Bottom Line: The new transformation protocol includes the addition of elevated copper sulfate and 6-benzylaminopurine in the resting and selection media.With Agrobacterium strain AGL1, the transformation frequencies were as high as 33%.This is the first report providing molecular data for T-DNA integration patterns in a large number of independent transgenic plants in sorghum.

View Article: PubMed Central - PubMed

Affiliation: DuPont Agricultural Biotechnology, DuPont Pioneer, 8305 NW 62nd Avenue, P. O. Box 7060, Johnston, IA 50131 USA.

ABSTRACT

Agrobacterium-mediated sorghum transformation frequency has been enhanced significantly via medium optimization using immature embryos from sorghum variety TX430 as the target tissue. The new transformation protocol includes the addition of elevated copper sulfate and 6-benzylaminopurine in the resting and selection media. Using Agrobacterium strain LBA4404, the transformation frequency reached over 10% using either of two different selection marker genes, moPAT or PMI, and any of three different vectors in large-scale transformation experiments. With Agrobacterium strain AGL1, the transformation frequencies were as high as 33%. Using quantitative PCR analyses of 1,182 T0 transgenic plants representing 675 independent transgenic events, data was collected for T-DNA copy number, intact or truncated T-DNA integration, and vector backbone integration into the sorghum genome. A comparison of the transformation frequencies and molecular data characterizing T-DNA integration patterns in the transgenic plants derived from LBA4404 versus AGL1 transformation revealed that twice as many transgenic high-quality events were generated when AGL1 was used compared to LBA4404. This is the first report providing molecular data for T-DNA integration patterns in a large number of independent transgenic plants in sorghum.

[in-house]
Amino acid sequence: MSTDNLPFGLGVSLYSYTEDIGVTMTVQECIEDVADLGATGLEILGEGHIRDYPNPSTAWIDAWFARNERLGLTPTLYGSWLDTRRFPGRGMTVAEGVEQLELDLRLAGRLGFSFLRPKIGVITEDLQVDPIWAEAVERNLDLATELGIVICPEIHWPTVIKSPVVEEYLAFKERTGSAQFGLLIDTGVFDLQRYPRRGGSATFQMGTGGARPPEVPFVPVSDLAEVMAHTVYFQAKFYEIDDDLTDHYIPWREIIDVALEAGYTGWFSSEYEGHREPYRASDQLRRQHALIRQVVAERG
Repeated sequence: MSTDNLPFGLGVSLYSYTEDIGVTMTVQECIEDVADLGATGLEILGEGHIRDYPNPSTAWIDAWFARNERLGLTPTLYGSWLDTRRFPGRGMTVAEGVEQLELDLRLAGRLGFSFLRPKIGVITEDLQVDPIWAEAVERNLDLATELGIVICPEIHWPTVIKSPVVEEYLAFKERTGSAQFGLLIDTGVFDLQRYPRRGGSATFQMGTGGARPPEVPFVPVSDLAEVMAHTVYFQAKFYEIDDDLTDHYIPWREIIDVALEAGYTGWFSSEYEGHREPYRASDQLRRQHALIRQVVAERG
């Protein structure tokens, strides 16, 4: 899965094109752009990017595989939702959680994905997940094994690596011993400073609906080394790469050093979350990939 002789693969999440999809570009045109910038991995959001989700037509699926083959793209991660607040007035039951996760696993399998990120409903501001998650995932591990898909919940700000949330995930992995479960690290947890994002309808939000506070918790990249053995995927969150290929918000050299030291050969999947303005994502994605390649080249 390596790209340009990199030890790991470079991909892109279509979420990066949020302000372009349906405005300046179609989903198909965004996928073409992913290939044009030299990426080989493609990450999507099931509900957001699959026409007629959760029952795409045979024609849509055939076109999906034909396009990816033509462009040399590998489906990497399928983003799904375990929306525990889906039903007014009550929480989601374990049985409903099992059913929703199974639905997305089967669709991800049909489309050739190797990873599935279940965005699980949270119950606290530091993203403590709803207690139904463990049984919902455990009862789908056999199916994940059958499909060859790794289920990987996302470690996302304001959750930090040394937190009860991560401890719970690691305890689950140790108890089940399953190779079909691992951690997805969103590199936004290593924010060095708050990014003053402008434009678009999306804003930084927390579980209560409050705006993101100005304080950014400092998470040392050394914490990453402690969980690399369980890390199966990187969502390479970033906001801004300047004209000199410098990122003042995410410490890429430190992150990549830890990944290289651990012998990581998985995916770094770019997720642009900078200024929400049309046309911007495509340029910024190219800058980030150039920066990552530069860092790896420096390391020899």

No MeSH data available.


Related in: MedlinePlus